Despite the need, the constraints of surgery training cannot be ignored, and any effort to form a leadership training program must address these barriers to succeed. Among these is a cultural barrier: in surgery, clinical competence is paramount, and residents who exhibit poor interpersonal skills may have these issues unaddressed if they have good clinical skills. Even worse, residents may celebrate bad behavior in the name of patient care, perpetuating detrimental surgical stereotypes. Another pragmatic but important barrier is the conflicting educational priorities of residency. As work hours are restricted and educational demands increase, there remains little time to dedicate toward leadership. Self-development requires time for reflection and emotional vulnerability to recognize and accept one’s areas for improvement—both in scarce supply for the tired surgery resident. Finally, the difficulties in obtaining good feedback about leadership are not isolated to residency. Constructive criticism of one’s interpersonal skills can be difficult to swallow, and discomfort with giving and taking feedback leads to residents being unaware of their own deficiencies.
Towards a Resident Development Program
Through the support and investment of the Michigan Promise, we have created a program for residents that incorporates three important parts.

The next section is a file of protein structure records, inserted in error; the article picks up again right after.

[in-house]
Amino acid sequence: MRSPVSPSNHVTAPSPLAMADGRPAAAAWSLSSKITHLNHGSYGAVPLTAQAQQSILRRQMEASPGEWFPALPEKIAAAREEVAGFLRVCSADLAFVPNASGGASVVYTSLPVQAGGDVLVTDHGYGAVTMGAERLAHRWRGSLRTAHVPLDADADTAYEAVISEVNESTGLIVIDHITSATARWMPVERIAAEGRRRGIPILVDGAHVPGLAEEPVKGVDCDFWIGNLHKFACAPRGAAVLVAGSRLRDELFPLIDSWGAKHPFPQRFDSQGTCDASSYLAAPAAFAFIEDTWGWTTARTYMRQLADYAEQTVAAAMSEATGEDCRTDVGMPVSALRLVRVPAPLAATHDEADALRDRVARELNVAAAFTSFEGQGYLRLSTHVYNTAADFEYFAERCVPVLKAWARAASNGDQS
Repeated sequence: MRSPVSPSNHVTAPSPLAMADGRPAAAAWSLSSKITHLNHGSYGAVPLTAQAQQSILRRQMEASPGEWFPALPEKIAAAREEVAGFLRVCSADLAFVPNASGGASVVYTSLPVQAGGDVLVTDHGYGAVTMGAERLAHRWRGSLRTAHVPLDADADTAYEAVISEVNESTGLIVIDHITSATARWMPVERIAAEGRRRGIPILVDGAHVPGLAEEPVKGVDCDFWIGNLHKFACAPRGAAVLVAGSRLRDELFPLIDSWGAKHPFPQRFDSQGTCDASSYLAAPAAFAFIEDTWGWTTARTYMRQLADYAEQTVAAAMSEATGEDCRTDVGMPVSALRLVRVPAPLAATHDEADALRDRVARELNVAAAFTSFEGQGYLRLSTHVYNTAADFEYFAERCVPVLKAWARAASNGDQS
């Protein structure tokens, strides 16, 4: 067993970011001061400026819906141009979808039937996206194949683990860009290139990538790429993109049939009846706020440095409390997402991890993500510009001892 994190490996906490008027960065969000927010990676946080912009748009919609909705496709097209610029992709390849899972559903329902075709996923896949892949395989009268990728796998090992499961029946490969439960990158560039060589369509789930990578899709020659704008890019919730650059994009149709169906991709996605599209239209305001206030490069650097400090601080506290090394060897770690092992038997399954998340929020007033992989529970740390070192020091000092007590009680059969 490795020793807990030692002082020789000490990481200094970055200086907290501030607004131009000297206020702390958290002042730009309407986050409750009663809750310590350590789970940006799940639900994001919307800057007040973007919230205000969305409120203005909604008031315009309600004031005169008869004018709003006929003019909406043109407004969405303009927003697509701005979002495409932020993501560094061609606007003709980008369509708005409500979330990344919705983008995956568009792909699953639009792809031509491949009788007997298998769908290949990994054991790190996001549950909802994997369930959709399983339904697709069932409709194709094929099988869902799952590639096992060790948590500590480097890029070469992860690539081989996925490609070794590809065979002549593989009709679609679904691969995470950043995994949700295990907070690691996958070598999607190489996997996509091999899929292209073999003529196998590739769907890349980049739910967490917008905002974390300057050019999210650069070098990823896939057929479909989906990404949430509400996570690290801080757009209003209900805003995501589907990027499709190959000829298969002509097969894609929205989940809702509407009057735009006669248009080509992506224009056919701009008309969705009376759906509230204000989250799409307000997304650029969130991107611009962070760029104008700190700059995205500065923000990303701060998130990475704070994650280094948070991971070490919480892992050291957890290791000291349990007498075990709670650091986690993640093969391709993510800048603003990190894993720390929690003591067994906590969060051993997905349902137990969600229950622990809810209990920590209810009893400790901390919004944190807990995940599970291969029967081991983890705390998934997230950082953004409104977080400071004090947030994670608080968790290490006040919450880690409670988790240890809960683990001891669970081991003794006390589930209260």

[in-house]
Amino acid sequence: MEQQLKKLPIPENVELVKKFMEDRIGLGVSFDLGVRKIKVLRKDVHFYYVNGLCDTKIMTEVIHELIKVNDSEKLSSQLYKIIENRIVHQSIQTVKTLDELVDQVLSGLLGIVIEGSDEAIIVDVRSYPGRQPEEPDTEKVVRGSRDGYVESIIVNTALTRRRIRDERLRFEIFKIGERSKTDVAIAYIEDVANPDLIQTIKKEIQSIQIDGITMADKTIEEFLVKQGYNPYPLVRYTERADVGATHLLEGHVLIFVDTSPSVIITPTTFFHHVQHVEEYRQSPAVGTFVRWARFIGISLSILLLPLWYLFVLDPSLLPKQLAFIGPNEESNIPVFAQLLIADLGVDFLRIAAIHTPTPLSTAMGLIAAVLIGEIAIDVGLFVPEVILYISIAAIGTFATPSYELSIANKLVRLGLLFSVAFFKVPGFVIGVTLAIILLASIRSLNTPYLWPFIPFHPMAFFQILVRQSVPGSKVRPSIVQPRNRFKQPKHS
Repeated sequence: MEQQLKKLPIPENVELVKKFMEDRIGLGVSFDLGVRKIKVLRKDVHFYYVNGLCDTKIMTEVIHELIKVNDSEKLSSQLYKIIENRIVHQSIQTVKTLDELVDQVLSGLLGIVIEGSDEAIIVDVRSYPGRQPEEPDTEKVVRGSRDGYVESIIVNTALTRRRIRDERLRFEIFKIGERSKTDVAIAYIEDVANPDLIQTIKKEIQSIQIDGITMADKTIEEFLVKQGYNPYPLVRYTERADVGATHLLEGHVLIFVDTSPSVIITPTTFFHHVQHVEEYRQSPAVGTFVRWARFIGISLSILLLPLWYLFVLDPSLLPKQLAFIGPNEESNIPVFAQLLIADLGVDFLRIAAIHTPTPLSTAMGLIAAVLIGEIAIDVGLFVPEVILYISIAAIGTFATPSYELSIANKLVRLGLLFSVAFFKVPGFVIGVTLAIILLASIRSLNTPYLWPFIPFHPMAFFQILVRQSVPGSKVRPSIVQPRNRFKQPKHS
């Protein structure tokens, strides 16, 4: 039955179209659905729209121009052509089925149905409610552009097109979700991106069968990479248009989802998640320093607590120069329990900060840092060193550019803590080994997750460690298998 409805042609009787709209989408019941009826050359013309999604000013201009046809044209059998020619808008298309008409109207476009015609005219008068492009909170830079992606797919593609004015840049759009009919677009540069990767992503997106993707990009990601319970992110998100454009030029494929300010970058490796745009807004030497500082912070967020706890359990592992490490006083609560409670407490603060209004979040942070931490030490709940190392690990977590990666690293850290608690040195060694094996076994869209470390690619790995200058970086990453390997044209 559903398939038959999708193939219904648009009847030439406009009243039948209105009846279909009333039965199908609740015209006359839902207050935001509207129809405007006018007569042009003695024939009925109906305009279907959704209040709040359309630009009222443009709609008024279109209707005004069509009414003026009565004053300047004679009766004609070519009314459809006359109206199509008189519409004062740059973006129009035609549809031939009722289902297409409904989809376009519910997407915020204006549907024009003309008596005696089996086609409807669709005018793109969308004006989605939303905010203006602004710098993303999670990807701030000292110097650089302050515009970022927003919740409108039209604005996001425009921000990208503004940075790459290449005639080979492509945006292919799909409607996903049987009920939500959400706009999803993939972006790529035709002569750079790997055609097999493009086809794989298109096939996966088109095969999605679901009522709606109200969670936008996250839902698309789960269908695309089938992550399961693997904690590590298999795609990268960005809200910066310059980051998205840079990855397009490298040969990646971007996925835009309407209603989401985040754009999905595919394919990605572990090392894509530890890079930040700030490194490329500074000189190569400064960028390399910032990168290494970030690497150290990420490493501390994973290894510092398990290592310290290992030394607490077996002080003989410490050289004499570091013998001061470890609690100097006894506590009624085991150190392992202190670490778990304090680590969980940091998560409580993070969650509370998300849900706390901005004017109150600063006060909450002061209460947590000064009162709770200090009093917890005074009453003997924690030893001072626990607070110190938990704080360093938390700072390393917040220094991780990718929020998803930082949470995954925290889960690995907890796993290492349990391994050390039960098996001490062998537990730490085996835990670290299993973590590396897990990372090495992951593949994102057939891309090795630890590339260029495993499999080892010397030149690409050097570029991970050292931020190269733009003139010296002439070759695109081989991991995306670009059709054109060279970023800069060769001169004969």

- In interactive sessions facilitated by department leaders and other experts, residents will learn concepts related to leadership theory, team building, and self-development. These will serve as a framework for thinking about how they act as leaders in the hospital. These sessions will occur during protected educational time, avoiding scheduling burden and conflicting clinical responsibilities.
- Through case-based discussion, residents will generate strategies to practice their leadership skills during daily activities. Theory is important, insomuch as it is applied into practice. The program will encourage residents to set goals and keep track of their effectiveness, encouraging use of these strategies in real-time.
- Finally, this program will teach residents to master awareness of self and others within diverse teams. Leadership performance feedback surrounds us but often remains hidden and unstated. Using guided reflection, peer support, and enhanced feedback tools, residents will gain a 360° view of their leadership styles, strengths, and areas for improvement within the context of their current and future leadership performance.
We hope to establish a sustainable and agile educational program that is tailored to surgery residents. Through the Resident Development Program, we aim to help ourselves and other residents develop our leadership skills and gain better understanding of our core values, strengths, and goals.
Reach out to join the conversation or to learn more about how to implement the Michigan Promise. Connect with the Department of Surgery or our faculty on Twitter to share your ideas or get in touch with the Office of Faculty & Resident Life to schedule a Michigan Promise presentation at your institution. You can also fill out our Michigan Promise Inquiry Form with any questions or comments.
Department of Surgery
2210F Taubman Center
1500 E. Medical Center Dr.
Ann Arbor, MI 48109